During your time off, did you feel any pressure to return to work?
I did feel some pressure to return to work. However, I ultimately decided to go into business for myself by founding the test prep company BWS Education Consulting and running a test prep website, FreeTestPrep.com. That way I could have the freedom to spend as much time with my family as possible while being able to provide a good living. When my son was about 8 months old, I took him into work when I resigned my teaching position. Having my son in there made it far easier to explain why I wanted a more flexible schedule, and my employer was very understanding. Also, my wife was at work at the time so it was either take him in with me or hire a sitter.

Would you take a year of paternity leave again?
My wife, Caitlin, is currently 39 weeks pregnant. I am not planning on taking a year off when my daughter is born because my schedule allows me to work in the evenings and weekends, so I get to hang out with my wife and son when they need me most. So I can have the best of both worlds. I'll just have to still be okay being the only dad at gymnastics class.

What advice do you have for other dads who'd like to lengthen their paternity leave?
I know that taking a long paternity leave is not an option for most dads. Certainly if you can't take it because it will be detrimental to your family's situation, you can't take it -- no need to beat yourself up over it. But if you can do it, I would highly recommend giving it a try based on my personal experience. I think that dads who really want to be a part of their kids' lives should consider going into business for themselves so that they don't encounter the inevitable hostility that comes with breaking stereotypes. I cannot imagine what fathers in far less secure job positions face when it comes to leave. It must be a nightmare! 

What do you think of the new EEOC ruling giving men and women equal parental leave? Do you think that will help?
I am glad to hear about the EEOC ruling, but I don't think many men will take it because of the pressure to not take the full allotted time off. It doesn't have to be all or nothing, though. If we can at least take our allotted vacation time to be with our kids and explore flex-time possibilities with our employers, it's a step in the right direction. Kids are understanding, and will recognize that you're doing the best you can in a given situation to be there for them.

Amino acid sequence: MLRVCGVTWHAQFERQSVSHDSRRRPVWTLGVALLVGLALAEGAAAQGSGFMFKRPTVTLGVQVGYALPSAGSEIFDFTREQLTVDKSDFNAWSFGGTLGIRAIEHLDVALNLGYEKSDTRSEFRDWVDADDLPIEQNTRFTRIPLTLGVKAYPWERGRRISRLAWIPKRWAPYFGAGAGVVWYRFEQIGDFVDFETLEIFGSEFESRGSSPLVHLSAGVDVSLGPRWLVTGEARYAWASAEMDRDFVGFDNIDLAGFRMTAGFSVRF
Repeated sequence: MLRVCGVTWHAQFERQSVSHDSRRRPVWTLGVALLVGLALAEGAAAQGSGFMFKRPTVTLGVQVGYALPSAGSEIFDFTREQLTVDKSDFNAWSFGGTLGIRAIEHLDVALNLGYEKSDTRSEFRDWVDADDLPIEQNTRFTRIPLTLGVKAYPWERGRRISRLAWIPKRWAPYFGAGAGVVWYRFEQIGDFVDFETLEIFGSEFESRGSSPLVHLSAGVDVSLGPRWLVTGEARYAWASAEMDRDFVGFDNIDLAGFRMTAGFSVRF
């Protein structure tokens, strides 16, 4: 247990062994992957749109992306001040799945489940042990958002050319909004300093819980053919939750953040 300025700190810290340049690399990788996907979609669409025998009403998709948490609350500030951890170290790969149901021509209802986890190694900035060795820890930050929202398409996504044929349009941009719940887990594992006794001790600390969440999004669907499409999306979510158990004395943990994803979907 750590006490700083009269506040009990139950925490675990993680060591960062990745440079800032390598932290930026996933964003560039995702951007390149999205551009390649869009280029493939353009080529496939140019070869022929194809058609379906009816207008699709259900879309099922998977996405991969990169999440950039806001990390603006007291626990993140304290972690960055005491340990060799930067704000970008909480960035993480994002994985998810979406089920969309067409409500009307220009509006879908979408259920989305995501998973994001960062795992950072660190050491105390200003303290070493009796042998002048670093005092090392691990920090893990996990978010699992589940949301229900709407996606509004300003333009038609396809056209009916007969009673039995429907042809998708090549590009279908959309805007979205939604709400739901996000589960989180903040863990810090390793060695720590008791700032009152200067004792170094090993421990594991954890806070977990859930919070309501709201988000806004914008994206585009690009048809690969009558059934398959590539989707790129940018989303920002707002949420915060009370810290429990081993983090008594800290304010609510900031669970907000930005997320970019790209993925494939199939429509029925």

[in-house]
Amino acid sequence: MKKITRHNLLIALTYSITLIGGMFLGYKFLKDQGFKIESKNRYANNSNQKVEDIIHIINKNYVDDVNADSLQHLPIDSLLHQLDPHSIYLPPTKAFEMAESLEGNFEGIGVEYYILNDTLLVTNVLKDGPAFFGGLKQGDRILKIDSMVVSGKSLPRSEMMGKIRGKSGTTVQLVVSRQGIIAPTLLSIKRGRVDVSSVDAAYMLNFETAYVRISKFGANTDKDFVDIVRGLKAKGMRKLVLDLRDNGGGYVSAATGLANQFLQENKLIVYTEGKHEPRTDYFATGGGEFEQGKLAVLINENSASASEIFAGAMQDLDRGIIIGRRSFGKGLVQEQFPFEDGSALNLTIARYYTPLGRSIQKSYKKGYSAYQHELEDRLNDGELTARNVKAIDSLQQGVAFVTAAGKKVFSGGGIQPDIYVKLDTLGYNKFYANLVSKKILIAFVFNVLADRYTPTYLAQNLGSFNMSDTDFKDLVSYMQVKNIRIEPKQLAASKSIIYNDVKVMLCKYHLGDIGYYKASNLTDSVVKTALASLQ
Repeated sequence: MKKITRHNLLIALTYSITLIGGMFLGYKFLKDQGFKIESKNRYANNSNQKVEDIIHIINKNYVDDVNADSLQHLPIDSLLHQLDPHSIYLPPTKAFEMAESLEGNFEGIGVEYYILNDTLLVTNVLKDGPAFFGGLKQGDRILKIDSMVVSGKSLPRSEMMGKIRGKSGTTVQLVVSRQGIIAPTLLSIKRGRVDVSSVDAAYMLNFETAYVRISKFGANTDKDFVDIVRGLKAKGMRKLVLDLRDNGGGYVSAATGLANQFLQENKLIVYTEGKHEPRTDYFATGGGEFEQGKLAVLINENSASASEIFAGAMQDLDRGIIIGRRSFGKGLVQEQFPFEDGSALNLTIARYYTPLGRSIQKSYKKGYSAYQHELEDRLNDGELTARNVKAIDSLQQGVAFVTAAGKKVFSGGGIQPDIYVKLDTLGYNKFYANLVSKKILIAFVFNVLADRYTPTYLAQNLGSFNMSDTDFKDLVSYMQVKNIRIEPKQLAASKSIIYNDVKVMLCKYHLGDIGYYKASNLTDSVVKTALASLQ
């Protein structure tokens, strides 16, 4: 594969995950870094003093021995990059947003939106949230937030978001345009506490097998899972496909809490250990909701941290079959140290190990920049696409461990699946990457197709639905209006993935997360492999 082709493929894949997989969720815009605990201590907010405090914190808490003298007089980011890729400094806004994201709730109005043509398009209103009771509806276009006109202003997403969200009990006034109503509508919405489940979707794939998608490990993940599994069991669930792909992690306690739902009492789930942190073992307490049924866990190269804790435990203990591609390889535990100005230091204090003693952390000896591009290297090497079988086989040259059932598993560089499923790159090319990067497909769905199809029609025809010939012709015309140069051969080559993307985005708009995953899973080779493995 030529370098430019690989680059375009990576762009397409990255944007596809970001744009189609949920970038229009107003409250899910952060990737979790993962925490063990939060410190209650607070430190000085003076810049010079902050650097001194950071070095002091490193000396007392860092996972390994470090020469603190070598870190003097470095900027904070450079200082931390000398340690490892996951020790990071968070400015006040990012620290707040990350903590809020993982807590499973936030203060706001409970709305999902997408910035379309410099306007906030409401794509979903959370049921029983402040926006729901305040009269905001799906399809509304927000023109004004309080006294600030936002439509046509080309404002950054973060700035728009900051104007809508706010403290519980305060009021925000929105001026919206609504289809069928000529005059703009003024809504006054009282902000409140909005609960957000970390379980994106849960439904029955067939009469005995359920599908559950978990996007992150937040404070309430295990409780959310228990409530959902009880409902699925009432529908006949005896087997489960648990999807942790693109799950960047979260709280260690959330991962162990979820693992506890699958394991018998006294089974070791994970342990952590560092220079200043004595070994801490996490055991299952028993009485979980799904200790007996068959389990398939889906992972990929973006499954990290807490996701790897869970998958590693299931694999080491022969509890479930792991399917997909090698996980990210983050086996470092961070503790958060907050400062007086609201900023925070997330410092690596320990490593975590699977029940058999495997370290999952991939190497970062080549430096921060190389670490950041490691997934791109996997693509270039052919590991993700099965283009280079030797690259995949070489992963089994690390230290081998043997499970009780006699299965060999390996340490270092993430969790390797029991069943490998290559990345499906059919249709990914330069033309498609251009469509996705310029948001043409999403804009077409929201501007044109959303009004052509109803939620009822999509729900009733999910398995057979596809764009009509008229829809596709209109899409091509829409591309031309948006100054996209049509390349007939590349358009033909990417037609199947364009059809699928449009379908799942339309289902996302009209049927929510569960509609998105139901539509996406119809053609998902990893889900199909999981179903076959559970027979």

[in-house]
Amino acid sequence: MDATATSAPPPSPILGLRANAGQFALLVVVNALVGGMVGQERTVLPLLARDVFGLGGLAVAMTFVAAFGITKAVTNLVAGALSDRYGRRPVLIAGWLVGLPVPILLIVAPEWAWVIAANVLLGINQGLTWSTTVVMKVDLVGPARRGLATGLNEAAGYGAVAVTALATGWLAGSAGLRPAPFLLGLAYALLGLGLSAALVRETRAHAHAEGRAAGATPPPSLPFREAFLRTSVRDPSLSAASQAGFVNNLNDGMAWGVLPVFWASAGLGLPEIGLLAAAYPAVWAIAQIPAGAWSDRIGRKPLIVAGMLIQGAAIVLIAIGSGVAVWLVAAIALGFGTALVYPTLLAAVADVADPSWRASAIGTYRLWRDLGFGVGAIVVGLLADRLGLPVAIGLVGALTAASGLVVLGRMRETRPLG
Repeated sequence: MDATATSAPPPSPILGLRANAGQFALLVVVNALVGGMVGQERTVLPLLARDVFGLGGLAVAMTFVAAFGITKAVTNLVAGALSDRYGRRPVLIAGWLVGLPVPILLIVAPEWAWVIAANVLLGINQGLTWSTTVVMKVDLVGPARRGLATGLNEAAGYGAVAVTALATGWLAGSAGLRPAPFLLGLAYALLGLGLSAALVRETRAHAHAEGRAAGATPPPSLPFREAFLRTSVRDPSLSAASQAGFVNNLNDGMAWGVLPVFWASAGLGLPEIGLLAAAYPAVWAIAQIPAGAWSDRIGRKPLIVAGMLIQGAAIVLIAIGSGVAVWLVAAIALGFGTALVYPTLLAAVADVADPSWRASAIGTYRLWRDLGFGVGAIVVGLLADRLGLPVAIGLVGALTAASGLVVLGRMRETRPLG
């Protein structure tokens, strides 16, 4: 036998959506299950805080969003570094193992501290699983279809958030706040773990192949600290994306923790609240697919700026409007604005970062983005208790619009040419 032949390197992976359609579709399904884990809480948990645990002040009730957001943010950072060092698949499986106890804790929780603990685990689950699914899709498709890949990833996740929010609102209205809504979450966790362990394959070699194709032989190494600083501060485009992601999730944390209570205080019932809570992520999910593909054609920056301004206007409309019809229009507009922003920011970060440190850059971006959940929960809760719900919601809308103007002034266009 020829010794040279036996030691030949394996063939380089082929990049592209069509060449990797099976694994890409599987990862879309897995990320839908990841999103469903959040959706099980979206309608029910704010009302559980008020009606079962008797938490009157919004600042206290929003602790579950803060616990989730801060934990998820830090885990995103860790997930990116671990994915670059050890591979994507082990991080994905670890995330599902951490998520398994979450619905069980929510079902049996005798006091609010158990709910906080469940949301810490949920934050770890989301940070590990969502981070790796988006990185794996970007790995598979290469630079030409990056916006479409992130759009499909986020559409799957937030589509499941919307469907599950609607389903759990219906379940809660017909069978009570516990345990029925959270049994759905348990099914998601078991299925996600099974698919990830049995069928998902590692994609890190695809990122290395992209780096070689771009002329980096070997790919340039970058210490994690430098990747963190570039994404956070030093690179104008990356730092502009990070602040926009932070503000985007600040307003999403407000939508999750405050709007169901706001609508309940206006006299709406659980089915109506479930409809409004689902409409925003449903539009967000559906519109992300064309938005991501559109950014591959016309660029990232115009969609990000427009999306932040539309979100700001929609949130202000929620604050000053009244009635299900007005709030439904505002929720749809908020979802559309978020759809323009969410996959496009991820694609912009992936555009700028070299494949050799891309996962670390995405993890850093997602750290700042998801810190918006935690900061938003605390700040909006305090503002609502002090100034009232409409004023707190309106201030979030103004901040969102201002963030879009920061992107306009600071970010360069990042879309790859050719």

Do you think more men secretly would love to take a longer paternity leave? What needs to change for that to happen?
Employers need to come out and unequivocally state that they encourage men to take time of to be with their kids. And it shouldn't all be about the employers -- men should make hanging out with their children a priority. So often we tell ourselves, "Oh, my son won't remember anything until he is 3 or so. Who cares what I do when he's little?" I can tell you from personal experience that you can have more of an impact on a child's personality and development in those first couple of years than you can possibly imagine. While your child may not consciously remember everything that happened, his subconscious sense of self-worth will be positively impacted for years to come. Think about the message it can hopefully send to your kid that you were willing to fight stereotypes so that you could hang around with him or her. 


Would your husband like to take a longer paternity leave? Why or why not?

Image via Sarah Gee Photography